I suspect that forty year later. things  have got  worse rather than better. I've heard it argued that such a conspiracy of silence as surrounded Sir Jimmy OBE would simply not be possible in this inter-web twittering age. But the antics of Premiership footballers would suggest quite otherwise.

However, there has  also been a very dangerous argument being advanced in the wake of Saville-gate: A surprise that nobody had realised sooner he was a nonce - because it was so obvious. 

The shell suit. The jingle-jangle jewellery. The hairstyle. The fact that he was unmarried and lived with his mum. Or even more sinisterly, that he was a wealthy celeb who chose to do voluntary work. It all adds up to very disturbing a charter for vigilantes and bigots - and it evokes the memory of Stefan Kiszko the tragic misfit falsely imprisoned for 16years and hounded to an early death. And many other easy scapegoats similarly the victims of a lynch-mob mentality.

Saville - and more controversially I'd add Roman Polanski too - deserve to be exposed for what they are - paedophiles. And not just oddballs.

Tuesday, 2 October 2012

Eric Hobsbawn

I have to confess that I owe a slightly perverse debt of gratitude to Eric Hobsbawn who died yesterday.

It was his 'Labour's Lost Millions' article published in Marxism Today in 1983 that sent me on the trajectory that ended with me joining the then Militant. At the time I was a member of the Young Communist League having made the rookie mistake of believing that the Communist Party were to the left of Labour. My wonderfully tolerant Bennite parents didn't give me much to rebel against - but this was one way of expressing the unavoidable teenage rejection of the older generation.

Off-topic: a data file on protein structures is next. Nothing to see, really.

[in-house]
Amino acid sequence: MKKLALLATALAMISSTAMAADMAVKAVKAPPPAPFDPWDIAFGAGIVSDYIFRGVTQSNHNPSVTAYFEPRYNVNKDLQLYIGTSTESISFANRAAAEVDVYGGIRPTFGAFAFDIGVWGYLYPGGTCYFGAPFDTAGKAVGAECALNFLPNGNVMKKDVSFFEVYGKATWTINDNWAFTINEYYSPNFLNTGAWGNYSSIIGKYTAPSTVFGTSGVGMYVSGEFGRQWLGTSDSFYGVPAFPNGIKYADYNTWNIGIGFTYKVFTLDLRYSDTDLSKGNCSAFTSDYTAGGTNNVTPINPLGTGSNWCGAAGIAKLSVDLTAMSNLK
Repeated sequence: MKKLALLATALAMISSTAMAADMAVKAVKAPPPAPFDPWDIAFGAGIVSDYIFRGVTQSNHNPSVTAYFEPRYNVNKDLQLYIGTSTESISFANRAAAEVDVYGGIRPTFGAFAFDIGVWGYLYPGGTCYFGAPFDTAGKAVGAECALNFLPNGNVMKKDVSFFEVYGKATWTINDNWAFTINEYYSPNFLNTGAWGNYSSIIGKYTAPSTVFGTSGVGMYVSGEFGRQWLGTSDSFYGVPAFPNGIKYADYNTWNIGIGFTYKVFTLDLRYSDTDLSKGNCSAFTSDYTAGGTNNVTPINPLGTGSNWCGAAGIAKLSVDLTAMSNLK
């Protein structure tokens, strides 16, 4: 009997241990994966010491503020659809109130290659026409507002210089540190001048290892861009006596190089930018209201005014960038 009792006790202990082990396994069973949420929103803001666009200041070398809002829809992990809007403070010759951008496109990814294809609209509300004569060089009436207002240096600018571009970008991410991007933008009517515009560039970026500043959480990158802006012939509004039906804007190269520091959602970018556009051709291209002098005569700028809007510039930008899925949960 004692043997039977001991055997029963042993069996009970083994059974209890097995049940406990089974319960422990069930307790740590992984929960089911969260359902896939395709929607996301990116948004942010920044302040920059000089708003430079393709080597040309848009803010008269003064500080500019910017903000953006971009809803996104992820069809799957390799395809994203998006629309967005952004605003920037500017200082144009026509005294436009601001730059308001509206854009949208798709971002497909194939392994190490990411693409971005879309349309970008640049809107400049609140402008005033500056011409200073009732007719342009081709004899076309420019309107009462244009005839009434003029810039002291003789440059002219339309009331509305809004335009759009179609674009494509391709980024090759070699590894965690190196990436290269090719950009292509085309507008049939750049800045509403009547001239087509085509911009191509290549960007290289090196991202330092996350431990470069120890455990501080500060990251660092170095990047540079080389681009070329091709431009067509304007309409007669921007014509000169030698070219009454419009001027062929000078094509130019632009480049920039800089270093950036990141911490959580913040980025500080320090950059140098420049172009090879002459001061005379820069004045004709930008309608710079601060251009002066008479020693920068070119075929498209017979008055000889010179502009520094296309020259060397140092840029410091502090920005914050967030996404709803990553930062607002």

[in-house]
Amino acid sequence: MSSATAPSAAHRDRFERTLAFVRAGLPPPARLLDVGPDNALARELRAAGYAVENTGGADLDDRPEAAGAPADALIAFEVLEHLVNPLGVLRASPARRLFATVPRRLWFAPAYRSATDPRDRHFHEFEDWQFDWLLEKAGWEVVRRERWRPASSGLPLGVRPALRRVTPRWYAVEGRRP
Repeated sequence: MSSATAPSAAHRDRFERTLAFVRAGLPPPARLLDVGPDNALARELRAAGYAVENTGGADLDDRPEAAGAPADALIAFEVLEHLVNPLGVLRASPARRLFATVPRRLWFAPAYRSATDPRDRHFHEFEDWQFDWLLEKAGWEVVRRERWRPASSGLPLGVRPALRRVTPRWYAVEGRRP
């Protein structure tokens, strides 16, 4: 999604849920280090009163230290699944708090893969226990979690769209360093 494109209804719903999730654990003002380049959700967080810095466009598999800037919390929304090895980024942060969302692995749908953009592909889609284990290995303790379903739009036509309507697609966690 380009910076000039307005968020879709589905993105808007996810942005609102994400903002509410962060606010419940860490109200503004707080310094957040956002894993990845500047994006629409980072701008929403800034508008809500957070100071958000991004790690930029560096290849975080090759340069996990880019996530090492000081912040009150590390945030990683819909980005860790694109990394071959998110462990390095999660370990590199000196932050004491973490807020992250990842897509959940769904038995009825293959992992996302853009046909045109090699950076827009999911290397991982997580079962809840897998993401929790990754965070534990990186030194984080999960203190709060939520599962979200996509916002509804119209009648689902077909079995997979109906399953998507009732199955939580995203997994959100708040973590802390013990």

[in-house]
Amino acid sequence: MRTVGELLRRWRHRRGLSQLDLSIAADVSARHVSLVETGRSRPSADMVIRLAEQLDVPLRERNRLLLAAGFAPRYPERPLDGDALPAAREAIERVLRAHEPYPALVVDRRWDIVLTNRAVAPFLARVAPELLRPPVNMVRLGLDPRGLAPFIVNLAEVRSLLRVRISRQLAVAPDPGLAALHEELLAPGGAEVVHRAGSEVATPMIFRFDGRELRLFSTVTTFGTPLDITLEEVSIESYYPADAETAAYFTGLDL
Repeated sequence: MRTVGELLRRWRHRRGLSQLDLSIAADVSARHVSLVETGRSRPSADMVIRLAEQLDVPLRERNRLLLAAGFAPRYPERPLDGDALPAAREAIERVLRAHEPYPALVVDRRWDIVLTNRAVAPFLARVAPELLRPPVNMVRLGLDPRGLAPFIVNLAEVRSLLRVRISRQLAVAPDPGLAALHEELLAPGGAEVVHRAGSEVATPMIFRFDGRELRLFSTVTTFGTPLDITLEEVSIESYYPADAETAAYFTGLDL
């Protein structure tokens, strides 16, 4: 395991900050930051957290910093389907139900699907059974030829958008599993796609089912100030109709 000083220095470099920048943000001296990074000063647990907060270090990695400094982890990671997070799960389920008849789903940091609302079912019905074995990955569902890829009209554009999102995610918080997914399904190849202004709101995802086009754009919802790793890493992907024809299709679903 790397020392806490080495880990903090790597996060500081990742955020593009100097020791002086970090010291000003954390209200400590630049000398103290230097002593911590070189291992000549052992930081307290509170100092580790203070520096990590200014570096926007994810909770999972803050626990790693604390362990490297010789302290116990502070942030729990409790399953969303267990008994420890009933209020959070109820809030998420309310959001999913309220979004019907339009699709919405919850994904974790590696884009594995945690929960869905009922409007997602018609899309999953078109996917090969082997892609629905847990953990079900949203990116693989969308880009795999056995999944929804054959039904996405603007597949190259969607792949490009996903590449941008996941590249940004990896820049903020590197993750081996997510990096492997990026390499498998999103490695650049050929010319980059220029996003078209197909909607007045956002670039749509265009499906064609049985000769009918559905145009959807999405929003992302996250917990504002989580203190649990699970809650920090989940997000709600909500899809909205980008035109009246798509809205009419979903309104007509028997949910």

Fortunately this delusion only lasted a few months before Hobsbawn's article came out. Instinctively I knew it to be a rejection of class politics and of of the values of the labour movement in favour of something that would come to be later known as 'New Labour'. And so I probably became one of the few who joined the Labour Party with the express view of seeking out the Militant and the 'proper' Marxists. So thanks for that Eric.

Like any socialist  with an interest in history, I had his books - and it is only fair to say that his history was very much better than his politics and in a world of Niall Ferguson, Andrew Roberts and David Starkey, they remain essential reading.  

But strangely enough, I think that perhaps one of the things most to Hobsbawn's credit was the very thing that most obituaries are criticising him for - he maintained his party membership long after that brief period in the sixties when it may have had some cachet in academic circles. 

Sunday, 30 September 2012

Make-over time

I start my first teaching placement next week.  So yesterday I got my hair-cut. Over the past few months I've been picking up a suitable(ish) teachers' wardrobe on Ebay. It feels that I am in the process of crossing some sort of Rubicon.

I'm not sure why this seems like a big deal - but I suppose it is about taking on a new persona - a persona of 'authority'. Which is ironic  because in reality as a student teacher I will  have very much less authority than I did as a manager in my old life.  I might not have sought it, I might not ever have been comfortable with it, and I might have tried to play it down, but undeniably I was the boss. And all in a not a particularly worthwhile cause; making money for the owner of the business -  and even worse -  helping the arsehole clients making even more money for theirs.  That I could do so whilst dressed in the same clothes that I wore at the weekend and in the funky comfort of a Soho was scant consolation.